Lobbed first in derision of a figure of queer hyperbole — the hypersensitive (endlessly wounded) and thus hyperdefensive (humorless, policing) but also hyperdramatic (complaining) claimant to a marginalized identity — “special snowflake” has curved back on its originators. On leftbook (and screenshots of e.g. the Glenn Beck fanpage) the term turns toward the critical exposure of self-absorptive white tears, of xenophobia as demand for safe space, and of racist diaperbabies “triggered” into losing their civility.

What does this insult presume? What is its force as insult? Calling someone a “special snowflake” antagonizes their presumed fragility, but why? And what does it mean to reverse the gesture?

An insufferable video on the “Millennials Question” can perhaps partially explain this. Motivational speaker / marketing consultant / would-be diagnostician Simon Sinek would characterize the snowflake as somebody who received too many participation trophies and now enjoys too much instant gratification to square their self-perceived singularity with the demands of a reality principle. Asserting singularity in this way comes to signal (affinity with) a social type (the entitled millennial) defined by petulance and inadequacy to typification.

Another video comes to mind too  —

Somebody says “go get your diapies changed.” An echolalic turkey gobble noise jumps from the young person raising two middle fingers to the older trump supporters crowding in and screaming back the gobble noise. In a longer version of the video we learn that the young person started screaming to interrupt a speaker with a microphone and then gets drowned out by people shouting “USA!” x 3. Aggressive mock applause gets mirrored back while people shout hurray and weirdly bellow “Oh yeah oh yeah.” The most legible sign says “SPEAK OPENLY    DISAGREE HONESTLY   PURSUE SOLIDARITY” and then, handwritten, simply “Trump.”  Toward the end you can see the young person kind of bobbing up and down into a mortification dance where the absurdity of the confrontation somehow redeems the shame of not knowing what you’re doing or even exactly why.  Everyone is filming everything. I wonder if this is where it became possible to use “special snowflake” to antagonize the fragility of those who feel threatened by left-liberal and radical counter-“policing.”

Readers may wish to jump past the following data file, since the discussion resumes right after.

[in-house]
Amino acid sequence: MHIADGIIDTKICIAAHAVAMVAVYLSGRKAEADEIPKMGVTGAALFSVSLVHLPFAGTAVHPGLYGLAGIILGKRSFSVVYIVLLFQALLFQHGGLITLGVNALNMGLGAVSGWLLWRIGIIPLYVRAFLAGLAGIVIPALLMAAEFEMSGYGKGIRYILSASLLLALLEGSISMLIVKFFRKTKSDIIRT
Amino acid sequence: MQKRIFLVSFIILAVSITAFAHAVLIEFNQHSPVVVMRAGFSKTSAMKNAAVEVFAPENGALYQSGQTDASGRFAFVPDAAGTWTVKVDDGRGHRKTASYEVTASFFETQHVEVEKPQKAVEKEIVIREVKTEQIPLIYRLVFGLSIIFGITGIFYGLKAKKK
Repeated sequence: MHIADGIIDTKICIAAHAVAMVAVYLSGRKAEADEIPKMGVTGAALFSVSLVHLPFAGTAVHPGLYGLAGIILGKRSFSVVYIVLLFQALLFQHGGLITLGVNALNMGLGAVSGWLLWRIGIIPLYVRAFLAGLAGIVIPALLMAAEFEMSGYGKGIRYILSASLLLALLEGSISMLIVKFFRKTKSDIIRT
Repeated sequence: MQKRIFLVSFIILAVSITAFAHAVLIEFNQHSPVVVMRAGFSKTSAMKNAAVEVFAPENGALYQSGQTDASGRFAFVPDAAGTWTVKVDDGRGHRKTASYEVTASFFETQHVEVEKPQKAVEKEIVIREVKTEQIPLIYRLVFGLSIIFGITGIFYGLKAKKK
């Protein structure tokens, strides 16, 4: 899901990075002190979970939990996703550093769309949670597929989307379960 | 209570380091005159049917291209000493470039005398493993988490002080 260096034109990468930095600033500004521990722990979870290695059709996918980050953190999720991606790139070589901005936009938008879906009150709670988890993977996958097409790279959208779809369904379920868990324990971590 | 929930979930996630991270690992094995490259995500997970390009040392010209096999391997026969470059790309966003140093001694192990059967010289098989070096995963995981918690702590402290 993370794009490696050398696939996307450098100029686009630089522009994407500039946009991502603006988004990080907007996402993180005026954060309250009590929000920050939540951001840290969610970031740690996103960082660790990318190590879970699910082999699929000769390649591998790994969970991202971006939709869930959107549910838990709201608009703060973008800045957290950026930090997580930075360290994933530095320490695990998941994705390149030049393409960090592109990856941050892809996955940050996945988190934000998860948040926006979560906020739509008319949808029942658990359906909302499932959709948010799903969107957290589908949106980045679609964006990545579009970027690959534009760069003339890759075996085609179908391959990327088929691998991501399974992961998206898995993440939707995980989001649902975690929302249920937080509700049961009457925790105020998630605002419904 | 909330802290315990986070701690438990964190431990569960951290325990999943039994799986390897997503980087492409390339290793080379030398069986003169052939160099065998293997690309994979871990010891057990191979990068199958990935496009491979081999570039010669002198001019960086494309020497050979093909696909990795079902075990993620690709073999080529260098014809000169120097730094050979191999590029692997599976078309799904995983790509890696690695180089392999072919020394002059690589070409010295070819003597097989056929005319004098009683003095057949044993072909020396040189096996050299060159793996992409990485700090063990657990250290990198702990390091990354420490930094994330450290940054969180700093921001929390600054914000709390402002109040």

What is happening here? When does infantility act tactically?

Can the rhetoric of infantility (calling somebody else a baby) be thought on a continuum with infantility as reversion to prediscursive noise or the enactment of a shared shame dump where discourse must become formless (acting like a baby)?

Can “snowflake” not just reclaim but also re-weaponize (ascribed) hypersensitivity?

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